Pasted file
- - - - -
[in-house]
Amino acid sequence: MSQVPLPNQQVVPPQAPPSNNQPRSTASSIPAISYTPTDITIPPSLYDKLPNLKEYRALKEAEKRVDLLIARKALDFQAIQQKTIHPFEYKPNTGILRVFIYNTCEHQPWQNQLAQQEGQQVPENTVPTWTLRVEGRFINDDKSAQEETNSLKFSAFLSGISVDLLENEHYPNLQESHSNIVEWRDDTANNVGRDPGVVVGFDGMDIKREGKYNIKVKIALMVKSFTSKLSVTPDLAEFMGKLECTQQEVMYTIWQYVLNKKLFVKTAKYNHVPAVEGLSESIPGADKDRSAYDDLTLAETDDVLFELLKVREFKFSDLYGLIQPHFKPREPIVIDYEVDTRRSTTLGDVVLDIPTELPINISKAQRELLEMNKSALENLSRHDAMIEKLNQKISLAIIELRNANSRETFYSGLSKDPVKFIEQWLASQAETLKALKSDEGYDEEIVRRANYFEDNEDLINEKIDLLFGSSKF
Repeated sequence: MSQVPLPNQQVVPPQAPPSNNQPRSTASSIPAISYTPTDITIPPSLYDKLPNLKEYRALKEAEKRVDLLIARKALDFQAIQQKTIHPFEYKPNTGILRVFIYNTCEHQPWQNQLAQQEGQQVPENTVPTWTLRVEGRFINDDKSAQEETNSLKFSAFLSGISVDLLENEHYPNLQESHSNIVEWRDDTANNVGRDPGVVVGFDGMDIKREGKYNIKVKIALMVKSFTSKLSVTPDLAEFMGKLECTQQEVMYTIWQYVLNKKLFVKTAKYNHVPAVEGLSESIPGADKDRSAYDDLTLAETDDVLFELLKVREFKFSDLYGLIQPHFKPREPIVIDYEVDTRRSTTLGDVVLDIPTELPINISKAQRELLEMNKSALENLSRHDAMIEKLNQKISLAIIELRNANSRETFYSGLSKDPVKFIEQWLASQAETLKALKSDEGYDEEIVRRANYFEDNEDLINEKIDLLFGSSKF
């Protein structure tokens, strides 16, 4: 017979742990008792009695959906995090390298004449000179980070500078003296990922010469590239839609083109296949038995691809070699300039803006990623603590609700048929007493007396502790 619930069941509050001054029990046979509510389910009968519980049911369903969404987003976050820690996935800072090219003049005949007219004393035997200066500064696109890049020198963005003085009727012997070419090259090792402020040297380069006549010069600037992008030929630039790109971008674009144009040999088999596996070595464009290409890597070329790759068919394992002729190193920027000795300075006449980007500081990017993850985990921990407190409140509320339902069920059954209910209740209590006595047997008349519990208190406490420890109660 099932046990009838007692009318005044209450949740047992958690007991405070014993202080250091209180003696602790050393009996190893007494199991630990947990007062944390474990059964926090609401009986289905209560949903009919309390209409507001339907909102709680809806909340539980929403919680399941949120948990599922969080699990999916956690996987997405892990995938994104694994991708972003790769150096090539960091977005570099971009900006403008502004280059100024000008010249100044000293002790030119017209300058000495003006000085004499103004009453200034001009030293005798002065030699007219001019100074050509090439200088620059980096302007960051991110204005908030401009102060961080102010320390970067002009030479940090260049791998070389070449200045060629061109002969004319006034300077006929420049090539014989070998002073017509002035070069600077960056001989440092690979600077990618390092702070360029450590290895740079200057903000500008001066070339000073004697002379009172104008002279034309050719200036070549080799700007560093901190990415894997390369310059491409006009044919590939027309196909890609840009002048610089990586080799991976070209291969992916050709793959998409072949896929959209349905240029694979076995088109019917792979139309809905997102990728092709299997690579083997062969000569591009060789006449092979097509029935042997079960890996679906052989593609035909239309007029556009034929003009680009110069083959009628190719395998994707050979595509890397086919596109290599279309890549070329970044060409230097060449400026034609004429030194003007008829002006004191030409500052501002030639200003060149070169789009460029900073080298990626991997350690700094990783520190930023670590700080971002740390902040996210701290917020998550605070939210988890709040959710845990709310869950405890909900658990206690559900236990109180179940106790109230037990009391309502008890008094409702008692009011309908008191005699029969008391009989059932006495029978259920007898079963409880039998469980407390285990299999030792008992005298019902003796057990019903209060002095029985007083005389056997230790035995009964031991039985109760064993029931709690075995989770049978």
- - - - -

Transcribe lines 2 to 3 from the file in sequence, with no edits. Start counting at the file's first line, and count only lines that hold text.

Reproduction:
Amino acid sequence: MSQVPLPNQQVVPPQAPPSNNQPRSTASSIPAISYTPTDITIPPSLYDKLPNLKEYRALKEAEKRVDLLIARKALDFQAIQQKTIHPFEYKPNTGILRVFIYNTCEHQPWQNQLAQQEGQQVPENTVPTWTLRVEGRFINDDKSAQEETNSLKFSAFLSGISVDLLENEHYPNLQESHSNIVEWRDDTANNVGRDPGVVVGFDGMDIKREGKYNIKVKIALMVKSFTSKLSVTPDLAEFMGKLECTQQEVMYTIWQYVLNKKLFVKTAKYNHVPAVEGLSESIPGADKDRSAYDDLTLAETDDVLFELLKVREFKFSDLYGLIQPHFKPREPIVIDYEVDTRRSTTLGDVVLDIPTELPINISKAQRELLEMNKSALENLSRHDAMIEKLNQKISLAIIELRNANSRETFYSGLSKDPVKFIEQWLASQAETLKALKSDEGYDEEIVRRANYFEDNEDLINEKIDLLFGSSKF
Repeated sequence: MSQVPLPNQQVVPPQAPPSNNQPRSTASSIPAISYTPTDITIPPSLYDKLPNLKEYRALKEAEKRVDLLIARKALDFQAIQQKTIHPFEYKPNTGILRVFIYNTCEHQPWQNQLAQQEGQQVPENTVPTWTLRVEGRFINDDKSAQEETNSLKFSAFLSGISVDLLENEHYPNLQESHSNIVEWRDDTANNVGRDPGVVVGFDGMDIKREGKYNIKVKIALMVKSFTSKLSVTPDLAEFMGKLECTQQEVMYTIWQYVLNKKLFVKTAKYNHVPAVEGLSESIPGADKDRSAYDDLTLAETDDVLFELLKVREFKFSDLYGLIQPHFKPREPIVIDYEVDTRRSTTLGDVVLDIPTELPINISKAQRELLEMNKSALENLSRHDAMIEKLNQKISLAIIELRNANSRETFYSGLSKDPVKFIEQWLASQAETLKALKSDEGYDEEIVRRANYFEDNEDLINEKIDLLFGSSKF